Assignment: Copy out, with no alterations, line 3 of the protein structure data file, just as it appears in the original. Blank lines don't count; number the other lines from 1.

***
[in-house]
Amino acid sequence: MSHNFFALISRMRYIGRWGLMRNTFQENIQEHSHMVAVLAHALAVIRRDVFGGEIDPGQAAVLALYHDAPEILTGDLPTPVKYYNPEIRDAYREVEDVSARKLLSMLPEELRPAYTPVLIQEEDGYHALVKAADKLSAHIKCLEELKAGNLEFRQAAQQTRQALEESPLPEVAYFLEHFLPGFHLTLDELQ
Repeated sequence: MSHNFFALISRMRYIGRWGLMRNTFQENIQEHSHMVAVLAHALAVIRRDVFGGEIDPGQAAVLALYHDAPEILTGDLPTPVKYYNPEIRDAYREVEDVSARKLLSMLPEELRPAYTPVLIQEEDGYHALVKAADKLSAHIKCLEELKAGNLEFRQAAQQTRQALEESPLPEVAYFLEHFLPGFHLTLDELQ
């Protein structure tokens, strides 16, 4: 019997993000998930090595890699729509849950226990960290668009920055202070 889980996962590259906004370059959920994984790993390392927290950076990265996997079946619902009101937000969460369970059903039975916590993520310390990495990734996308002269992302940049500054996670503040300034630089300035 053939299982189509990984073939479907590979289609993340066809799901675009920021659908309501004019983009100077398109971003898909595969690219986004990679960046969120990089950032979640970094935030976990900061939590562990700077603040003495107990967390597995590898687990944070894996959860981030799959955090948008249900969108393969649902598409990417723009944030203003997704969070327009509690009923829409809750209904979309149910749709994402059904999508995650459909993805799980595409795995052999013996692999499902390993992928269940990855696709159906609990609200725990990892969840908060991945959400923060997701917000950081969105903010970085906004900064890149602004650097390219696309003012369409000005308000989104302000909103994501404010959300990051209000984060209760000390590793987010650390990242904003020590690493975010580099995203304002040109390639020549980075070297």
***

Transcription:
Repeated sequence: MSHNFFALISRMRYIGRWGLMRNTFQENIQEHSHMVAVLAHALAVIRRDVFGGEIDPGQAAVLALYHDAPEILTGDLPTPVKYYNPEIRDAYREVEDVSARKLLSMLPEELRPAYTPVLIQEEDGYHALVKAADKLSAHIKCLEELKAGNLEFRQAAQQTRQALEESPLPEVAYFLEHFLPGFHLTLDELQ